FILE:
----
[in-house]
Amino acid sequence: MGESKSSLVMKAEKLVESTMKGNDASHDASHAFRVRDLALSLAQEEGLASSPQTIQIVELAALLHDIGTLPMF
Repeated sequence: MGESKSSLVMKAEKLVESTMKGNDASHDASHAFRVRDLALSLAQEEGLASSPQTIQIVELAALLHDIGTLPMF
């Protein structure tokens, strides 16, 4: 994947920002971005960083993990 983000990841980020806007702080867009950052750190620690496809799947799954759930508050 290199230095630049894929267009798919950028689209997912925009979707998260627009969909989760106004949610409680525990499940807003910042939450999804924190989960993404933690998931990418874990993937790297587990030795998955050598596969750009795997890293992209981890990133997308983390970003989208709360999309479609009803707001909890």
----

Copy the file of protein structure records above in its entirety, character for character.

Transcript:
[in-house]
Amino acid sequence: MGESKSSLVMKAEKLVESTMKGNDASHDASHAFRVRDLALSLAQEEGLASSPQTIQIVELAALLHDIGTLPMF
Repeated sequence: MGESKSSLVMKAEKLVESTMKGNDASHDASHAFRVRDLALSLAQEEGLASSPQTIQIVELAALLHDIGTLPMF
């Protein structure tokens, strides 16, 4: 994947920002971005960083993990 983000990841980020806007702080867009950052750190620690496809799947799954759930508050 290199230095630049894929267009798919950028689209997912925009979707998260627009969909989760106004949610409680525990499940807003910042939450999804924190989960993404933690998931990418874990993937790297587990030795998955050598596969750009795997890293992209981890990133997308983390970003989208709360999309479609009803707001909890």